For a great many years it had been understood in Longfield that Miss Horatia Dane once had a lover, and that he had been lost at sea. By little and little, in one way and another, her acquaintances had found out or made up the whole story; and Miss Dane stood in the position, not of an unmarried woman exactly, but rather of having spent most of her life in a long and lonely widowhood. She looked like a person with a history, strangers often said (as if we each did not have a history); and her own unbroken reserve about this romance of hers gave everybody the more respect for it.
The Longfield people paid willing deference to Miss Dane: her family had always been one that could be liked and respected, and she was the last that was left in the old home of which she was so fond. This was a high, square house, with a row of pointed windows in its roof, a peaked porch in front, with some lilac-bushes around it; and down by the road was a long, orderly procession of poplars, like a row of sentinels standing guard. She had lived here alone since her father’s death, twenty years before. She was a kind, just woman, whose pleasures were of a stately and sober sort; and she seemed not unhappy in her loneliness, though she sometimes said gravely that she was the last of her family, as if the fact had a great sadness for her.
She had some middle-aged and elderly cousins living at a distance, and they came occasionally to see her; but there had been no young people staying in the house for many years until this summer, when the daughter of her youngest cousin had written to ask if she might come to make a visit. She was a motherless girl of twenty, both older and younger than her years. Her father and brother, who were civil engineers, had taken some work upon the line of a railway in the far Western country. Nelly had made many long journeys with them before and since she had left school, and she had meant to follow them now, after she had spent a fortnight with the old cousin whom she had not seen since her childhood. Her father had laughed at the visit as a freak, and had warned her of the dulness and primness of Longfield; but the result was that the girl found herself very happy in the comfortable home. She was still her own free, unfettered, lucky, and sunshiny self; and the old house was so much pleasanter for the girlish face and life, that Miss Horatia had, at first timidly and then most heartily, begged her to stay for the whole summer, or even the autumn, until her father was ready to come East. The name of Dane was very dear to Miss Horatia, and she grew fonder of her guest. When the village-people saw her glance at the girl affectionately, as they sat together in the family-pew of a Sunday, or saw them walking together after tea, they said it was a good thing for Miss Horatia; how bright she looked; and no doubt she would leave all her money to Nelly Dane, if she played her cards well.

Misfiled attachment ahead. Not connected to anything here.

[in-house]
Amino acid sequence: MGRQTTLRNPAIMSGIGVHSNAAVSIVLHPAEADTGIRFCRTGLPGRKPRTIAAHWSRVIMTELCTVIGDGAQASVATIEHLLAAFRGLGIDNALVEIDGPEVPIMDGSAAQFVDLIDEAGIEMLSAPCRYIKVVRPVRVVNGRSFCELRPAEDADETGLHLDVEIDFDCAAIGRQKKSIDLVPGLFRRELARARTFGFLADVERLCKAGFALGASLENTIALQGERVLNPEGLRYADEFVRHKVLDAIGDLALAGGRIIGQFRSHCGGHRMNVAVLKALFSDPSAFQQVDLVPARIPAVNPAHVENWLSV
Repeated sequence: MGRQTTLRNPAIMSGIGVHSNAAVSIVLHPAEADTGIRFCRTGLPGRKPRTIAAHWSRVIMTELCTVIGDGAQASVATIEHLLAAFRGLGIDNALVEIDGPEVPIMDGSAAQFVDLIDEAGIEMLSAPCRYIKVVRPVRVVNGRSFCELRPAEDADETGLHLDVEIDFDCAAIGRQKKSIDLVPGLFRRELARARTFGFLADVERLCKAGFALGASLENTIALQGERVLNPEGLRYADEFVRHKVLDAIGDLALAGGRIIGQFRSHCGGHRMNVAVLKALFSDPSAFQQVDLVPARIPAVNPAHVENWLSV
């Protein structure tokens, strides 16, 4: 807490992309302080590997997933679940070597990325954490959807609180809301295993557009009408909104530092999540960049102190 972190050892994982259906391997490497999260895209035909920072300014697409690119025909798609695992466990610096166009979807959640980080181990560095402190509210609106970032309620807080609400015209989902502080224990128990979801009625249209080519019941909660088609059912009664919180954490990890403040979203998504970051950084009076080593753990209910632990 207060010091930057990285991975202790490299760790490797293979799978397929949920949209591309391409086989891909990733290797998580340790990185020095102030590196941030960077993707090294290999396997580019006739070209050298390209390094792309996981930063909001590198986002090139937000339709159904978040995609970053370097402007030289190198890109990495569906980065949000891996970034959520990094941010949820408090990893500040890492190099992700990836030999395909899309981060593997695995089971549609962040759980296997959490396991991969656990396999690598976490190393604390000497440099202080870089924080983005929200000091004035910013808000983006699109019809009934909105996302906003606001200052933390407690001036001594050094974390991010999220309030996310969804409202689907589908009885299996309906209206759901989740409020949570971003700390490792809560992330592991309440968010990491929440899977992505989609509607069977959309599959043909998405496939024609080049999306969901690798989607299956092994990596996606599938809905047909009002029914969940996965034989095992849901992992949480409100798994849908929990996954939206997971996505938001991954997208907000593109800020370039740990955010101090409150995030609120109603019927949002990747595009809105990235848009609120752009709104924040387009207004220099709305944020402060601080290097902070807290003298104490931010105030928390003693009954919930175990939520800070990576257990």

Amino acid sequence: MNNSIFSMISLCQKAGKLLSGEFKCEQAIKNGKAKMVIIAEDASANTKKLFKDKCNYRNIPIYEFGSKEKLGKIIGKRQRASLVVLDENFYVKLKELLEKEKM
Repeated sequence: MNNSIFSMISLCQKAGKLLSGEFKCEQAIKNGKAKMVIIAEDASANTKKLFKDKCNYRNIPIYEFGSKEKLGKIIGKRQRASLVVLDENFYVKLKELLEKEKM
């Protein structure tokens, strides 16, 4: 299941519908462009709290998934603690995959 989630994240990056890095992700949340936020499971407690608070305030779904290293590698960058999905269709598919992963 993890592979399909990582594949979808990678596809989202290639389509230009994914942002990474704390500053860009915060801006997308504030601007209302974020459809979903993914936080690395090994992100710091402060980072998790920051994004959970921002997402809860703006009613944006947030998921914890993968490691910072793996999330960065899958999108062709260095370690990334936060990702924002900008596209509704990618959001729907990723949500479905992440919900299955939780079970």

But we will do Nelly justice, and say that she was not mercenary: she would have scorned such a thought. She had grown to have a great love for her cousin Horatia, and she liked to please her. She idealized her, I have no doubt; and her repression, her grave courtesy and rare words of approval, had a great fascination for a girl who had just been used to people who chattered, and were upon most intimate terms with you directly, and could forget you with equal ease. And Nelly liked having so admiring and easily pleased an audience as Miss Dane and her old servant Melissa. She liked to be queen of her company: she had so many gay, bright stories of what had happened to herself and her friends. Besides, she was clever with her needle, and had all those practical gifts which elderly women approve so heartily in girls. They liked her pretty clothes; she was sensible and economical and busy; they praised her to each other and to the world, and even stubborn old Andrew, the man, to whom Miss Horatia herself spoke with deference, would do any thing she asked. Nelly would by no means choose so dull a life as this for the rest of her days; but she enjoyed it immensely for the time being. She instinctively avoided all that would shock the grave dignity and old-school ideas of Miss Dane; and somehow she never had felt happier or better satisfied with life. I think it was because she was her best and most lady-like self. It was not long before she knew the village-people almost as well as Miss Dane did, and she became a very great favorite, as a girl so easily can who is good-natured and pretty, and well versed in city fashions; who has that tact and cleverness that come to such a nature from going about the world and knowing many people.